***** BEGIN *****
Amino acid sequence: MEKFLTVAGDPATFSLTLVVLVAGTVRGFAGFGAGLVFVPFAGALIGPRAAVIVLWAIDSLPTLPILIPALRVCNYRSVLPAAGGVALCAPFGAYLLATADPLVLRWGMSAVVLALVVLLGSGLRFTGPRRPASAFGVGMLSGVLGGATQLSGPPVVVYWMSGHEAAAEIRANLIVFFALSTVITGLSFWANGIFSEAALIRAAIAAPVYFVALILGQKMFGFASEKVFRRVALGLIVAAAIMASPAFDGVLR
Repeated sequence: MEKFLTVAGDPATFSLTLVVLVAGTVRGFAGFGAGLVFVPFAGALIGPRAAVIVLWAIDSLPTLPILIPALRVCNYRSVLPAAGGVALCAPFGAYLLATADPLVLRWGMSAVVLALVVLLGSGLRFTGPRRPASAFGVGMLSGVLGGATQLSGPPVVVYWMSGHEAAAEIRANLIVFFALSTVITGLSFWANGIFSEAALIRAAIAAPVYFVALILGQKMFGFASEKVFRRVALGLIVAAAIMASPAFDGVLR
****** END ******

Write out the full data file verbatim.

Amino acid sequence: MEKFLTVAGDPATFSLTLVVLVAGTVRGFAGFGAGLVFVPFAGALIGPRAAVIVLWAIDSLPTLPILIPALRVCNYRSVLPAAGGVALCAPFGAYLLATADPLVLRWGMSAVVLALVVLLGSGLRFTGPRRPASAFGVGMLSGVLGGATQLSGPPVVVYWMSGHEAAAEIRANLIVFFALSTVITGLSFWANGIFSEAALIRAAIAAPVYFVALILGQKMFGFASEKVFRRVALGLIVAAAIMASPAFDGVLR
Repeated sequence: MEKFLTVAGDPATFSLTLVVLVAGTVRGFAGFGAGLVFVPFAGALIGPRAAVIVLWAIDSLPTLPILIPALRVCNYRSVLPAAGGVALCAPFGAYLLATADPLVLRWGMSAVVLALVVLLGSGLRFTGPRRPASAFGVGMLSGVLGGATQLSGPPVVVYWMSGHEAAAEIRANLIVFFALSTVITGLSFWANGIFSEAALIRAAIAAPVYFVALILGQKMFGFASEKVFRRVALGLIVAAAIMASPAFDGVLR